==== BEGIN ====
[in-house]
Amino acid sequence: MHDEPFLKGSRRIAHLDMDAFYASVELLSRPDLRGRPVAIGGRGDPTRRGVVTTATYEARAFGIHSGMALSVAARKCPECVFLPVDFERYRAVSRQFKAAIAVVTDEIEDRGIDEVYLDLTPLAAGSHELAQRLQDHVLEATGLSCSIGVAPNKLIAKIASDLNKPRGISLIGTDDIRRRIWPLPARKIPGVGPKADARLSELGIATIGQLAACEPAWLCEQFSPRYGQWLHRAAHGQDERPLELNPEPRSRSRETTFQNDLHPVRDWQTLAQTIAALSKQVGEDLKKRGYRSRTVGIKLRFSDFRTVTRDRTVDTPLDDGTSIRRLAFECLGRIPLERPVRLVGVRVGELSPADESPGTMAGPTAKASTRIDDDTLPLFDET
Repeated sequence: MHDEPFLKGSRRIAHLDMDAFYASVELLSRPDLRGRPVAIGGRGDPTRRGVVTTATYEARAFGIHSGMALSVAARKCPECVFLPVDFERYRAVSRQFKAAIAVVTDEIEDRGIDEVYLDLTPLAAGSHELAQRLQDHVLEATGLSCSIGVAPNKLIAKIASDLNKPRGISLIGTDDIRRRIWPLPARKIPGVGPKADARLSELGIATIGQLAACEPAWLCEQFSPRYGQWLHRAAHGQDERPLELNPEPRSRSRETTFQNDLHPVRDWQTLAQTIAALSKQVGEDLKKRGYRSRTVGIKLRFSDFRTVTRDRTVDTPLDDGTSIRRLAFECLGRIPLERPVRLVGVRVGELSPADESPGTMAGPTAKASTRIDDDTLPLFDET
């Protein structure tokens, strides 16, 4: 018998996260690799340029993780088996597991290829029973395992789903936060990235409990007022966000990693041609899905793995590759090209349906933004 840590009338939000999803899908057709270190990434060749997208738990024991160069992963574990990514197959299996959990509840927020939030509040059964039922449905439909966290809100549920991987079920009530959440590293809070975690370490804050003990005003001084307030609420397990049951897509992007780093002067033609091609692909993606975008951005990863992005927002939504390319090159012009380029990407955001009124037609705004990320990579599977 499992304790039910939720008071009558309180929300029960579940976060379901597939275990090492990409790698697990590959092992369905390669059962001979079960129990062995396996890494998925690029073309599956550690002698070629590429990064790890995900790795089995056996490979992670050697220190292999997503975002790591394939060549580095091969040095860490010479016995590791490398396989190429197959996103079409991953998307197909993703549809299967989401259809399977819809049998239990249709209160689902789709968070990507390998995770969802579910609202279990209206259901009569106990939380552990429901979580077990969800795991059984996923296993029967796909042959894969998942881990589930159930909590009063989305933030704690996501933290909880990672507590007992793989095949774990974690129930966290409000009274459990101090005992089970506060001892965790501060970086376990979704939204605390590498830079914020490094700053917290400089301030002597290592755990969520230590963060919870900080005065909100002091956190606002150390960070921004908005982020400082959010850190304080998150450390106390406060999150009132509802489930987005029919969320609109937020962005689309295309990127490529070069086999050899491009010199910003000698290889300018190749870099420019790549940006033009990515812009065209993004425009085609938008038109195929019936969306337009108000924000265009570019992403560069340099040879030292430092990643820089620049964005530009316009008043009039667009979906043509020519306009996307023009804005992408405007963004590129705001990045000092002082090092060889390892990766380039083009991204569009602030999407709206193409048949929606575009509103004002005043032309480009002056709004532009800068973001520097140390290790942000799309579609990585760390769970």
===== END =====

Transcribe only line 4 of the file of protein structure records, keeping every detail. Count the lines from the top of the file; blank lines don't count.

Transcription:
């Protein structure tokens, strides 16, 4: 018998996260690799340029993780088996597991290829029973395992789903936060990235409990007022966000990693041609899905793995590759090209349906933004 840590009338939000999803899908057709270190990434060749997208738990024991160069992963574990990514197959299996959990509840927020939030509040059964039922449905439909966290809100549920991987079920009530959440590293809070975690370490804050003990005003001084307030609420397990049951897509992007780093002067033609091609692909993606975008951005990863992005927002939504390319090159012009380029990407955001009124037609705004990320990579599977 499992304790039910939720008071009558309180929300029960579940976060379901597939275990090492990409790698697990590959092992369905390669059962001979079960129990062995396996890494998925690029073309599956550690002698070629590429990064790890995900790795089995056996490979992670050697220190292999997503975002790591394939060549580095091969040095860490010479016995590791490398396989190429197959996103079409991953998307197909993703549809299967989401259809399977819809049998239990249709209160689902789709968070990507390998995770969802579910609202279990209206259901009569106990939380552990429901979580077990969800795991059984996923296993029967796909042959894969998942881990589930159930909590009063989305933030704690996501933290909880990672507590007992793989095949774990974690129930966290409000009274459990101090005992089970506060001892965790501060970086376990979704939204605390590498830079914020490094700053917290400089301030002597290592755990969520230590963060919870900080005065909100002091956190606002150390960070921004908005982020400082959010850190304080998150450390106390406060999150009132509802489930987005029919969320609109937020962005689309295309990127490529070069086999050899491009010199910003000698290889300018190749870099420019790549940006033009990515812009065209993004425009085609938008038109195929019936969306337009108000924000265009570019992403560069340099040879030292430092990643820089620049964005530009316009008043009039667009979906043509020519306009996307023009804005992408405007963004590129705001990045000092002082090092060889390892990766380039083009991204569009602030999407709206193409048949929606575009509103004002005043032309480009002056709004532009800068973001520097140390290790942000799309579609990585760390769970």